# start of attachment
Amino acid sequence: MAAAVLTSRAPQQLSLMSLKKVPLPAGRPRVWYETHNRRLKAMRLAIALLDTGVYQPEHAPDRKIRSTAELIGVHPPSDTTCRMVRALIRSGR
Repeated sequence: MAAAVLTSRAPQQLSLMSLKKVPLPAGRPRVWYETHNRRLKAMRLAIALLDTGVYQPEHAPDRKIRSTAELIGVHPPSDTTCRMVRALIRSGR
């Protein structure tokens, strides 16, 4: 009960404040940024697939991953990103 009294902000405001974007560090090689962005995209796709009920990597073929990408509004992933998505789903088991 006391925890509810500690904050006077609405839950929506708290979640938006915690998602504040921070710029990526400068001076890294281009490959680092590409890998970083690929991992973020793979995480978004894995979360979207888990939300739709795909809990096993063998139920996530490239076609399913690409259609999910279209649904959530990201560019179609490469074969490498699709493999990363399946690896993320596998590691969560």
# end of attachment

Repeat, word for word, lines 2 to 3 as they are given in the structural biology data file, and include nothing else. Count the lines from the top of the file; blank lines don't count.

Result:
Repeated sequence: MAAAVLTSRAPQQLSLMSLKKVPLPAGRPRVWYETHNRRLKAMRLAIALLDTGVYQPEHAPDRKIRSTAELIGVHPPSDTTCRMVRALIRSGR
């Protein structure tokens, strides 16, 4: 009960404040940024697939991953990103 009294902000405001974007560090090689962005995209796709009920990597073929990408509004992933998505789903088991 006391925890509810500690904050006077609405839950929506708290979640938006915690998602504040921070710029990526400068001076890294281009490959680092590409890998970083690929991992973020793979995480978004894995979360979207888990939300739709795909809990096993063998139920996530490239076609399913690409259609999910279209649904959530990201560019179609490469074969490498699709493999990363399946690896993320596998590691969560």